BRIEF DESCRIPTION OF THE DRAWINGS

The present invention will be better understood by reference to the examples of the following drawings.

FIG. 1 is a schematic representation of an embodiment of a curve drilling assembly of the present invention which may be used for drilling curved boreholes having a long radius of curvature.

FIG. 2 is a schematic representation of another embodiment of the curve drilling assembly of the present invention.

FIG. 3 is a side view of a subterranean drill bit in accordance with the present invention.

FIG. 4 is a top view of FIG. 3 showing the face portion of the drill bit.

FIG. 5 is another side view of the drill bit shown in FIG. 3.

FIG. 6 is a top view of FIG. 5.

FIG. 7 is a schematic side view of a subterranean drill bit.

FIG. 8 is a schematic face or longitudinal view of a subterranean drill bit which is used to illustrate the forces acting on the drill bit during drilling.

FIG. 9 is a schematic face or longitudinal view of a subterranean drill bit which is used to illustrate the circumferential imbalance force acting on the drill bit during drilling.

FIG. 10 is a schematic face or longitudinal view of a subterranean drill bit rotating in a borehole which is used to illustrate static stability of the drill bit.

FIG. 11 is a schematic face or longitudinal view of a drill bit rotating in a borehole which is used to illustrate backward whirl of a drill bit.

FIG. 12 is a schematic face or longitudinal view of an embodiment of a subterranean drill bit in accordance with the present invention.

FIG. 13 is a schematic face or longitudinal view of an embodiment of a subterranean drill bit in accordance with the present invention.

FIG. 14 is a schematic sectional side view of an embodiment of a drill bit of the present invention which illustrates the action of the drill bit when the gauge cutting elements are adjacent the inside radius of a curved borehole.

FIG. 15 is a schematic side sectional view similar to FIG. 14 which illustrates the action of the drill bit when the gauge cutting elements are adjacent the outside radius of a curved borehole.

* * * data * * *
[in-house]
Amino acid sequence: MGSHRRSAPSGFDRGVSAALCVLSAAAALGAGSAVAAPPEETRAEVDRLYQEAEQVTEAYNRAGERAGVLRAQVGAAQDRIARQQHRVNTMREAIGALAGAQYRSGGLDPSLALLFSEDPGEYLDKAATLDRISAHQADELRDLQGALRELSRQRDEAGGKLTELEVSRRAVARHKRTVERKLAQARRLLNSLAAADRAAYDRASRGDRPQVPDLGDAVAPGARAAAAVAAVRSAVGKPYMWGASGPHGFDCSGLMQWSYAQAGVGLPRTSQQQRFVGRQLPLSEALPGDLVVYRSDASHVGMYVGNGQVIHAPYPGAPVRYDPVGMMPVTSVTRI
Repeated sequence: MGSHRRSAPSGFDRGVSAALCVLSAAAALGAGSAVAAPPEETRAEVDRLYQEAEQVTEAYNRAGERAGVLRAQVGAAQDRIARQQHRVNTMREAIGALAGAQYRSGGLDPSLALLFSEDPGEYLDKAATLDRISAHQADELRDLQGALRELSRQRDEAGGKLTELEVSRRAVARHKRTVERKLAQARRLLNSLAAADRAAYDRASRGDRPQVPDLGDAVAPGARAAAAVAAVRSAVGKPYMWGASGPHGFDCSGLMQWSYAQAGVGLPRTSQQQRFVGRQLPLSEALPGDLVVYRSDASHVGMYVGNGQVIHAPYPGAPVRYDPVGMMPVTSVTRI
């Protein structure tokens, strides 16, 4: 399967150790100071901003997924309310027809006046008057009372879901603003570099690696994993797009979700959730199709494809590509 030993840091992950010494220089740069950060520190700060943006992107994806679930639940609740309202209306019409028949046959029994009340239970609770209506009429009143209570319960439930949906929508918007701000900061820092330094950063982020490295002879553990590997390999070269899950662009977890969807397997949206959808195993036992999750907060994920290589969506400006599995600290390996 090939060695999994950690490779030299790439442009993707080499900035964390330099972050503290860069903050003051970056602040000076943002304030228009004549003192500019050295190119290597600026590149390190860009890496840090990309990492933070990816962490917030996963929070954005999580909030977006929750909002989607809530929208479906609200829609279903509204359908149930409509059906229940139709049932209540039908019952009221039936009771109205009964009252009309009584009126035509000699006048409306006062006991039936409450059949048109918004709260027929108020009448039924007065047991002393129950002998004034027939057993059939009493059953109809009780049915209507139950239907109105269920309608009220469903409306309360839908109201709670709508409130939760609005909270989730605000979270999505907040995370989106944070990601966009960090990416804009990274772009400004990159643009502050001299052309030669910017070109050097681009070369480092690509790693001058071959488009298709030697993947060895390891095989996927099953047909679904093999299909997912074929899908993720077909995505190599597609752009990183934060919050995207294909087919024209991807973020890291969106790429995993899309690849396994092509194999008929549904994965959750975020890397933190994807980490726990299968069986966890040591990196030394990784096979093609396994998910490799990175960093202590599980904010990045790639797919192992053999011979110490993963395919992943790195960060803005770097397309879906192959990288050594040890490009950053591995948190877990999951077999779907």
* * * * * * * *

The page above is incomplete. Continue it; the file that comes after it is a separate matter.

FIG. 16 is a sectional view of an embodiment of the curve drilling assembly of the present invention.

FIG. 17A is a sectional view taken along line 17-17 of FIG. 16.

FIG. 17B is a sectional view taken along line 17-17 of FIG. 16 which illustrates another embodiment of the borehole engaging means of the present invention.

FIG. 18 is a sectional view taken along line 18-18 of FIG. 16.

FIG. 19 is a sectional view taken along line 19-19 of FIG. 16.

FIG. 20 is a sectional view of another embodiment of the curve drilling assembly of the present invention.

FIG. 21 is a schematic representation of an embodiment of the curve drilling assembly of the present invention used for drilling curved boreholes having a short radius of curvature.

FIG. 21A is a back view of the flexible joint illustrated in FIG. 21.

FIG. 21B is a front view of the flexible joint illustrated in FIG. 21.

FIG. 22 is a sectional view of a flexible joint used with the present invention.

FIG. 22A is a sectional view of another embodiment of a flexible joint of the present invention.

FIG. 23 is a plot of test data illustrating the performance of a prior curve drilling assembly

FIG. 24 is a plot of test data illustrating the performance of another prior curve drilling assembly.

FIG. 25 is a plot of test data illustrating the performance of an embodiment of a curve drilling assembly of the present invention similar to that shown in FIG. 20, but using the flexible joint of FIG. 22A.